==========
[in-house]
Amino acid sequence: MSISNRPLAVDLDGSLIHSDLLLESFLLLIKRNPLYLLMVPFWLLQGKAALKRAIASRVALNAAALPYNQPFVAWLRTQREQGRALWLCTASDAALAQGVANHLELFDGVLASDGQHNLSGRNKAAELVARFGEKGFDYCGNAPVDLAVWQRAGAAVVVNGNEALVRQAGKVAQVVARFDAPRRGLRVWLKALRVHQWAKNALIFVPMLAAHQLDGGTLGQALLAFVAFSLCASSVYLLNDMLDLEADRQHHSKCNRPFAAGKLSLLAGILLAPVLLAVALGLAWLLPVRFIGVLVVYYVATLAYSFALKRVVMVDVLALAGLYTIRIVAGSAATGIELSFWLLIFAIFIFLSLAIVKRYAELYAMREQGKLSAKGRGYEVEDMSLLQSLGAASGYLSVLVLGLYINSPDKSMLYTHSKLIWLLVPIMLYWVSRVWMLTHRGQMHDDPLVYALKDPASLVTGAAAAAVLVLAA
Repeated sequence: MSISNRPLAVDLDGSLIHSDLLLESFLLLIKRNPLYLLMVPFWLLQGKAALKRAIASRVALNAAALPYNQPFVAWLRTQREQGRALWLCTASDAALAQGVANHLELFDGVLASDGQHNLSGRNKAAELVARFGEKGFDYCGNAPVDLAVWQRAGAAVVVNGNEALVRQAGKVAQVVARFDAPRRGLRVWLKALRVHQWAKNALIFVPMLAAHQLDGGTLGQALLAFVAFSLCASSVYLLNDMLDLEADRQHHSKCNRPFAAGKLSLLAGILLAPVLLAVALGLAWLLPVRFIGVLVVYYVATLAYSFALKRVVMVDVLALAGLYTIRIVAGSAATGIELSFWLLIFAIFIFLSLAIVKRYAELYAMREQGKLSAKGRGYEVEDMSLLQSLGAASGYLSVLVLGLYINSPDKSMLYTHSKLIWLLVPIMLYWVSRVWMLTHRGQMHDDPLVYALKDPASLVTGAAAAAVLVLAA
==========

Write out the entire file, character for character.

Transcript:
[in-house]
Amino acid sequence: MSISNRPLAVDLDGSLIHSDLLLESFLLLIKRNPLYLLMVPFWLLQGKAALKRAIASRVALNAAALPYNQPFVAWLRTQREQGRALWLCTASDAALAQGVANHLELFDGVLASDGQHNLSGRNKAAELVARFGEKGFDYCGNAPVDLAVWQRAGAAVVVNGNEALVRQAGKVAQVVARFDAPRRGLRVWLKALRVHQWAKNALIFVPMLAAHQLDGGTLGQALLAFVAFSLCASSVYLLNDMLDLEADRQHHSKCNRPFAAGKLSLLAGILLAPVLLAVALGLAWLLPVRFIGVLVVYYVATLAYSFALKRVVMVDVLALAGLYTIRIVAGSAATGIELSFWLLIFAIFIFLSLAIVKRYAELYAMREQGKLSAKGRGYEVEDMSLLQSLGAASGYLSVLVLGLYINSPDKSMLYTHSKLIWLLVPIMLYWVSRVWMLTHRGQMHDDPLVYALKDPASLVTGAAAAAVLVLAA
Repeated sequence: MSISNRPLAVDLDGSLIHSDLLLESFLLLIKRNPLYLLMVPFWLLQGKAALKRAIASRVALNAAALPYNQPFVAWLRTQREQGRALWLCTASDAALAQGVANHLELFDGVLASDGQHNLSGRNKAAELVARFGEKGFDYCGNAPVDLAVWQRAGAAVVVNGNEALVRQAGKVAQVVARFDAPRRGLRVWLKALRVHQWAKNALIFVPMLAAHQLDGGTLGQALLAFVAFSLCASSVYLLNDMLDLEADRQHHSKCNRPFAAGKLSLLAGILLAPVLLAVALGLAWLLPVRFIGVLVVYYVATLAYSFALKRVVMVDVLALAGLYTIRIVAGSAATGIELSFWLLIFAIFIFLSLAIVKRYAELYAMREQGKLSAKGRGYEVEDMSLLQSLGAASGYLSVLVLGLYINSPDKSMLYTHSKLIWLLVPIMLYWVSRVWMLTHRGQMHDDPLVYALKDPASLVTGAAAAAVLVLAA